Accidental hypothermia is an involuntary drop in core body temperature below 35°C (normal core body temperature is 37°C). Although a significant number of deaths related to accidental hypothermia occur annually around the world, there is ambiguity in how to properly transport and treat patients affected by the condition.
“Certain treatment approaches are available only in specialized centers,” the authors write, “and clarification is needed regarding the choice between transporting a patient to a specialized center and providing treatment locally. Existing recommendations do not include recent developments in rewarming methods nor do they assist with decisions regarding transportation.” To fill these kinds of knowledge gaps, the paper includes sections on diagnosis, pre-hospital and hospital treatments, transport protocols and re-warming techniques, providing for the first time clear recommendation for best practices.
The paper outlines clear steps on determining the patient’s condition. If the victim is stable, the paper then suggests the correct transportation procedure to a hospital where the hypothermia symptoms can be treated with minimal invasive techniques, often just an electric blanket. If the victim’s condition is unstable, transportation to a specialised center with techniques of rewarming such as extracorporeal membrane oxygenation (ECMO) or cardiopulmonary bypass becomes necessary.Formerly, the abdominal or chest cavity hypothermia had to be opened to warm patients from the inside. The paper suggests that this very invasive technique yields a lower success rate (~10% survival rate) than more modern techniques of invasive rewarming such as ECMO or cardiopulmonary bypass (~50% survival).
NIH scientists describe potential antibody treatment for multidrug-resistant K. pneumoniae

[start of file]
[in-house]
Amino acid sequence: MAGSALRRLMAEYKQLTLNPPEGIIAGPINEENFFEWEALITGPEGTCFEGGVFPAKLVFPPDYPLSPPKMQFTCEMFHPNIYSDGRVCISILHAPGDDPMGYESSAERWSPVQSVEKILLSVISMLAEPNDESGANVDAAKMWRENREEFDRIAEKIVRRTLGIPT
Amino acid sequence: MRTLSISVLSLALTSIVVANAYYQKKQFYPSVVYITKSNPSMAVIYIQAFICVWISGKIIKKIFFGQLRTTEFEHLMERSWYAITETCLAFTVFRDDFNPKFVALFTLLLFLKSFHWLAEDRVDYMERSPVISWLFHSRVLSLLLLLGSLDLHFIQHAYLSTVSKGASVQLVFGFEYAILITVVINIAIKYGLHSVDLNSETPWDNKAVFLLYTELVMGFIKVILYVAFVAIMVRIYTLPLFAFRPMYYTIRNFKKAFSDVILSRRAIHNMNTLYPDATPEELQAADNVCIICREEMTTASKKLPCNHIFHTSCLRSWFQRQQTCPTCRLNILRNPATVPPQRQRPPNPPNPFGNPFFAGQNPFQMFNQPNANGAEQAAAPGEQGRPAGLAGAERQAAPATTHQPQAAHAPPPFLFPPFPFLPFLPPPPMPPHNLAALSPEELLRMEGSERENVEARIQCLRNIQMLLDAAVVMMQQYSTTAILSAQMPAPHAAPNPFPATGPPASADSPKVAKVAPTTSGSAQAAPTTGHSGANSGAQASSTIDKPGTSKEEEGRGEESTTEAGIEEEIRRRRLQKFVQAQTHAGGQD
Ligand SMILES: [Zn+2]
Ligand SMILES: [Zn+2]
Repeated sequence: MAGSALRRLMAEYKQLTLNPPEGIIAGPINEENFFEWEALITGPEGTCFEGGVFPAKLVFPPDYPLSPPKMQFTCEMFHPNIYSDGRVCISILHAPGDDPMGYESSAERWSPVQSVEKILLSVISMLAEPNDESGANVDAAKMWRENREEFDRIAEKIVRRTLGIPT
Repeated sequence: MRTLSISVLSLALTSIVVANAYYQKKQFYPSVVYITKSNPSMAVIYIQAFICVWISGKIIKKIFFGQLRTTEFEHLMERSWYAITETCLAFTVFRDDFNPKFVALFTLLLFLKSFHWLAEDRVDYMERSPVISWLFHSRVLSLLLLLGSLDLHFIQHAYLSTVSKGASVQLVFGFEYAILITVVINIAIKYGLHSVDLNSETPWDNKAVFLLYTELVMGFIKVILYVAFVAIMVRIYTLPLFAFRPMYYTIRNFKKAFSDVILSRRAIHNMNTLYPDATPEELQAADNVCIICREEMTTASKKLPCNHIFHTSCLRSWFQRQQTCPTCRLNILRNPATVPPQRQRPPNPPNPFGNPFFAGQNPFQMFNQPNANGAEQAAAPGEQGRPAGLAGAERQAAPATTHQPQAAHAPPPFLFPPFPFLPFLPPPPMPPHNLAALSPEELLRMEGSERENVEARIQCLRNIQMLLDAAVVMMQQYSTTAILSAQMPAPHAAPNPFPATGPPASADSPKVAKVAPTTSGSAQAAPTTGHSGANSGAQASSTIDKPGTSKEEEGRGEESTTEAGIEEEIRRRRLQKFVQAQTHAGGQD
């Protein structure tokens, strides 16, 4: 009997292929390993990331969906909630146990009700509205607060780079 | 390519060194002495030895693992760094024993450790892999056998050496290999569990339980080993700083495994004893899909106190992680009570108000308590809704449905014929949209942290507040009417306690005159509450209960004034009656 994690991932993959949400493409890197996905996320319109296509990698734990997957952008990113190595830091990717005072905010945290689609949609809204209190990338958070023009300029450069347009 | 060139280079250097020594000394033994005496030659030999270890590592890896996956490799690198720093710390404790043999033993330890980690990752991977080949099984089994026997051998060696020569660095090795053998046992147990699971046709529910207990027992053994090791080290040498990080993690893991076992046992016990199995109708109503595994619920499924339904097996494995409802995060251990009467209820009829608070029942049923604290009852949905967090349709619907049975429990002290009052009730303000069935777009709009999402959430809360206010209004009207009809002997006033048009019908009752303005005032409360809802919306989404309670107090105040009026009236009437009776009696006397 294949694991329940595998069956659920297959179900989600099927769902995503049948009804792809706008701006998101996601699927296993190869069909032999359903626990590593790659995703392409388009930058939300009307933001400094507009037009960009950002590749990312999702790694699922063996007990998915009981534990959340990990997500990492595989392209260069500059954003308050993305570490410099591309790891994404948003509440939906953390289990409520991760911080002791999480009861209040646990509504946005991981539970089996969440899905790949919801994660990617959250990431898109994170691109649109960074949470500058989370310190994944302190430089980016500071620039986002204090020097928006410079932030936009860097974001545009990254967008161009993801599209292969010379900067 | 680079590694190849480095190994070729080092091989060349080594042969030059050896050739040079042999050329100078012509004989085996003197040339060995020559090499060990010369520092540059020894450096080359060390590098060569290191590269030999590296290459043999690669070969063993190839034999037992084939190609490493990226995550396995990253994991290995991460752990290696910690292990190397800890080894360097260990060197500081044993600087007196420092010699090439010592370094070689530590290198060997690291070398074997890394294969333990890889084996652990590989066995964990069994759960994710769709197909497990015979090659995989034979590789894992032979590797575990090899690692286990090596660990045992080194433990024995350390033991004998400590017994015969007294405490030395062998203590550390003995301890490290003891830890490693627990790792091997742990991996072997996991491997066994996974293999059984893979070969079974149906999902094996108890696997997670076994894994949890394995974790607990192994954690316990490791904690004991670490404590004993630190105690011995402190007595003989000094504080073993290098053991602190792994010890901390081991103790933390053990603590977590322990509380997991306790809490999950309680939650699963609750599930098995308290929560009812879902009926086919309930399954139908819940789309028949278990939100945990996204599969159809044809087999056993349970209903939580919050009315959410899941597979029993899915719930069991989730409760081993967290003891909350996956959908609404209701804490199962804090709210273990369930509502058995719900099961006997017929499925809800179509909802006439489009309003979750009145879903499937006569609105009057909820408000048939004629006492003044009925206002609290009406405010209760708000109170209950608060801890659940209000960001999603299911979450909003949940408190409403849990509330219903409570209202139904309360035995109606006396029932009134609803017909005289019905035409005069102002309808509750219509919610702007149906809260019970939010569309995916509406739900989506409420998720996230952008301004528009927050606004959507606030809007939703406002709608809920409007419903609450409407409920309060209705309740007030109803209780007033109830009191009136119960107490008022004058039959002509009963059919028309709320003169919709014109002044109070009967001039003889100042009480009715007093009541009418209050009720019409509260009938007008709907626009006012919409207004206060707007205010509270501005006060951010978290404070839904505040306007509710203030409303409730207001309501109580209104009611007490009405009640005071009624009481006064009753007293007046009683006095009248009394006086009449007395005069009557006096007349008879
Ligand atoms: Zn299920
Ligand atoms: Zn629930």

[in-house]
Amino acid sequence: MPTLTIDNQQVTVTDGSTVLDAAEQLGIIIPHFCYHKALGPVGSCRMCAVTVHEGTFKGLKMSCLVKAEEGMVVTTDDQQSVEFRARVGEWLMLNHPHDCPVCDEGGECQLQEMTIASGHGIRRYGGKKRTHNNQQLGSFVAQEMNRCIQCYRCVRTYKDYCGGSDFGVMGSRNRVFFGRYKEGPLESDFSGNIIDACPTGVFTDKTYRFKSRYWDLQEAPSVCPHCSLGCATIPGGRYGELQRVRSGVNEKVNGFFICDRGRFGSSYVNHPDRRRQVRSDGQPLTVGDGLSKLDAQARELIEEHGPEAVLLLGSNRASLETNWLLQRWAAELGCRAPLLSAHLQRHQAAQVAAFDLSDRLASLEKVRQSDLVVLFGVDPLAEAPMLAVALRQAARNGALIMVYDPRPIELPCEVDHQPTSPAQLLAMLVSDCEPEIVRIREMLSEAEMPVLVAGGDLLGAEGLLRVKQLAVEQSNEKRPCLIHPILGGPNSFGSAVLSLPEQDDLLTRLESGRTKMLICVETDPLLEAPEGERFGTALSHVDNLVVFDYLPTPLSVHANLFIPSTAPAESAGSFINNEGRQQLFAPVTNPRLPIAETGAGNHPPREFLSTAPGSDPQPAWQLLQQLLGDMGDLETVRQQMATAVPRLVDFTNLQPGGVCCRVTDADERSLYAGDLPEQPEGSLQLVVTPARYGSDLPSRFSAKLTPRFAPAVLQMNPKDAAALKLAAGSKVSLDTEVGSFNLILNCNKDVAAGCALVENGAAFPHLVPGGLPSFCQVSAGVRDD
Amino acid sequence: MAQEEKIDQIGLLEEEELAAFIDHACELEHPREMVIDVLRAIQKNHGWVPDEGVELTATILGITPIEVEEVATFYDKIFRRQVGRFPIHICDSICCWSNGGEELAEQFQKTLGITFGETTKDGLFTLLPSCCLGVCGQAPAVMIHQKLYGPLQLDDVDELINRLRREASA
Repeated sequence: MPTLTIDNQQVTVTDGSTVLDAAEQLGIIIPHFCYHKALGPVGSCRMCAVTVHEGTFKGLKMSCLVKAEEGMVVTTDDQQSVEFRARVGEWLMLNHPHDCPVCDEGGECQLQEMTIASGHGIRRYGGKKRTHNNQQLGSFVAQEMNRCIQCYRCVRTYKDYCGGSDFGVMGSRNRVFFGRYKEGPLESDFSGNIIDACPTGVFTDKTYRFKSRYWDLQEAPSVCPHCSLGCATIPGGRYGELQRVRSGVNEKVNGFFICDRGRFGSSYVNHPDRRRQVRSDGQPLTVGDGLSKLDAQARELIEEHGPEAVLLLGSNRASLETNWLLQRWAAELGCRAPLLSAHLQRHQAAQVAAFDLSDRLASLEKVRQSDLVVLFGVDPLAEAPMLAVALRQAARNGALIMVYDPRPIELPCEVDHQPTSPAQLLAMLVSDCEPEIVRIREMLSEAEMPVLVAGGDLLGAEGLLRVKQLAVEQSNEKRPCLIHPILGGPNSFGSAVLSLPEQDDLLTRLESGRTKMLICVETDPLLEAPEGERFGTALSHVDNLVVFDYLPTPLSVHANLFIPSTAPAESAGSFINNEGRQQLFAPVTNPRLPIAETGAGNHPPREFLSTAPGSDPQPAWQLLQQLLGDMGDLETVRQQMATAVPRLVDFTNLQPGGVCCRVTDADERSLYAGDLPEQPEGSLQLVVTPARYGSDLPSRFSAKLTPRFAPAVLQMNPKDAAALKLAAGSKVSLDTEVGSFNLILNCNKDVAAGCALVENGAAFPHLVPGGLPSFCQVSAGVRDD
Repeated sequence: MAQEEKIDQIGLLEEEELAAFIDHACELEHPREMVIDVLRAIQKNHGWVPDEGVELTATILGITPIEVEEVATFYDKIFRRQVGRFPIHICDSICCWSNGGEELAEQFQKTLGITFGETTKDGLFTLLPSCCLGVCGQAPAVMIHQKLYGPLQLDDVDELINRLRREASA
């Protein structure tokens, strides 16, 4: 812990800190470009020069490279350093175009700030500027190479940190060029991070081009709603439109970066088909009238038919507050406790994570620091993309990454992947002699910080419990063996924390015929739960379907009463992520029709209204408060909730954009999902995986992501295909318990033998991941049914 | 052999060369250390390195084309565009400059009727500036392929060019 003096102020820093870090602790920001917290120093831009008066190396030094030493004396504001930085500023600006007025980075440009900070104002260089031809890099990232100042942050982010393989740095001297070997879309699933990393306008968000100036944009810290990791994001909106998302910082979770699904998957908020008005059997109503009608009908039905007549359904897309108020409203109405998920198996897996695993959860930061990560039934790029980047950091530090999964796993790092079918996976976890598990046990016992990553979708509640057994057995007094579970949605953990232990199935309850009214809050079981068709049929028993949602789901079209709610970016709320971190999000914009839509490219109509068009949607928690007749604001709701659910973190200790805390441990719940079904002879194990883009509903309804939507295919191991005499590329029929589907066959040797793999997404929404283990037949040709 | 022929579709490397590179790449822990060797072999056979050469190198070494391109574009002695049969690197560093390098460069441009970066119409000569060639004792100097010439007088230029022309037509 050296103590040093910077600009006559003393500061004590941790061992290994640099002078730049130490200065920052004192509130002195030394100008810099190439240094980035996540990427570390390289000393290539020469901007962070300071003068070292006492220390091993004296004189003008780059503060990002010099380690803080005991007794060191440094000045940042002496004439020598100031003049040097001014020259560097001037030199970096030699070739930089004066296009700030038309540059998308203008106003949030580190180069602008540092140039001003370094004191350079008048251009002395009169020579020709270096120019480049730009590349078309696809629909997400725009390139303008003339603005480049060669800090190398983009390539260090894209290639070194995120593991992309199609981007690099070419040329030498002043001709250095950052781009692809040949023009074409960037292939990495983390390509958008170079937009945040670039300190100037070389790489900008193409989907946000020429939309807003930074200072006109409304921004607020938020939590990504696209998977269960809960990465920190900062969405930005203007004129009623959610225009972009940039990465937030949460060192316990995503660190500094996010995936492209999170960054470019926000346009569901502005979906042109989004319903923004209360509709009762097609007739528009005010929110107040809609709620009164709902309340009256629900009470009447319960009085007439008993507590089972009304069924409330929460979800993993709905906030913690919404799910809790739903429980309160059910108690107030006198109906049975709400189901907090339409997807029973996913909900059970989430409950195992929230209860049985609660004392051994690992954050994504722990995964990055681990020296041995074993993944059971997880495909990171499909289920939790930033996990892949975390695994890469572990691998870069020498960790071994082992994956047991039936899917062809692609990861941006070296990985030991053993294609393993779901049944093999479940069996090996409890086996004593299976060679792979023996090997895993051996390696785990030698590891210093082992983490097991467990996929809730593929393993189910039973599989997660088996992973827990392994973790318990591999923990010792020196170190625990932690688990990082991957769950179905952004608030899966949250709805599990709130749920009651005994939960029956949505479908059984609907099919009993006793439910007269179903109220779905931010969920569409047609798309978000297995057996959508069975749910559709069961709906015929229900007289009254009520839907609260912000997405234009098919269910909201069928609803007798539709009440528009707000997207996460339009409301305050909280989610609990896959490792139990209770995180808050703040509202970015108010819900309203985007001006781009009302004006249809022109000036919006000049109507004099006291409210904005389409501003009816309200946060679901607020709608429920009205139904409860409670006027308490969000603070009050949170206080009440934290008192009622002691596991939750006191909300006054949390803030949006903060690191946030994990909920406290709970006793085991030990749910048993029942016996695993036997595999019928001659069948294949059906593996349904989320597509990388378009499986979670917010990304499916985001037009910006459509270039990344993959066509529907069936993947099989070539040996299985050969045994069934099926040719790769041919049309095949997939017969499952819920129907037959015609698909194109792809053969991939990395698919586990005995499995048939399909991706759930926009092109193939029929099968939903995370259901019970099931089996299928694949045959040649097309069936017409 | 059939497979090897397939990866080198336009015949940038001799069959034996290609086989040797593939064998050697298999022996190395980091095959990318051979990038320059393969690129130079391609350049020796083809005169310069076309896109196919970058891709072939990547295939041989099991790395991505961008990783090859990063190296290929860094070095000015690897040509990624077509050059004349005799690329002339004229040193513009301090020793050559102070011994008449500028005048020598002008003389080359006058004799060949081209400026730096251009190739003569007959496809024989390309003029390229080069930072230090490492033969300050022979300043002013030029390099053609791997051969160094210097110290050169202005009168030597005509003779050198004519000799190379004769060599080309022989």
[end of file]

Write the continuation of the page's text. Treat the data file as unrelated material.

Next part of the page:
14.03.2018 | NIH/National Institute of Allergy and Infectious Diseases
Researchers identify key step in viral replication
13.03.2018 | University of Pittsburgh Schools of the Health Sciences
Animal photoreceptors capture light with photopigments. Researchers from the University of Göttingen have now discovered that these photopigments fulfill an...
On 15 March, the AWI research aeroplane Polar 5 will depart for Greenland. Concentrating on the furthest northeast region of the island, an international team...
The world’s second-largest ice shelf was the destination for a Polarstern expedition that ended in Punta Arenas, Chile on 14th March 2018. Oceanographers from...
At the 2018 ILA Berlin Air Show from April 25–29, the Fraunhofer Institute for Laser Technology ILT is showcasing extreme high-speed Laser Material Deposition (EHLA): A video documents how for metal components that are highly loaded, EHLA has already proved itself as an alternative to hard chrome plating, which is now allowed only under special conditions.
When the EU restricted the use of hexavalent chromium compounds to special applications requiring authorization, the move prompted a rethink in the surface...
At the ILA Berlin, hall 4, booth 202, Fraunhofer FHR will present two radar sensors for navigation support of drones. The sensors are valuable components in the implementation of autonomous flying drones: they function as obstacle detectors to prevent collisions. Radar sensors also operate reliably in restricted visibility, e.g. in foggy or dusty conditions. Due to their ability to measure distances with high precision, the radar sensors can also be used as altimeters when other sources of information such as barometers or GPS are not available or cannot operate optimally.
Drones play an increasingly important role in the area of logistics and services. Well-known logistic companies place great hope in these compact, aerial...
16.03.2018 | Event News
13.03.2018 | Event News
08.03.2018 | Event News
16.03.2018 | Earth Sciences
16.03.2018 | Physics and Astronomy
16.03.2018 | Life Sciences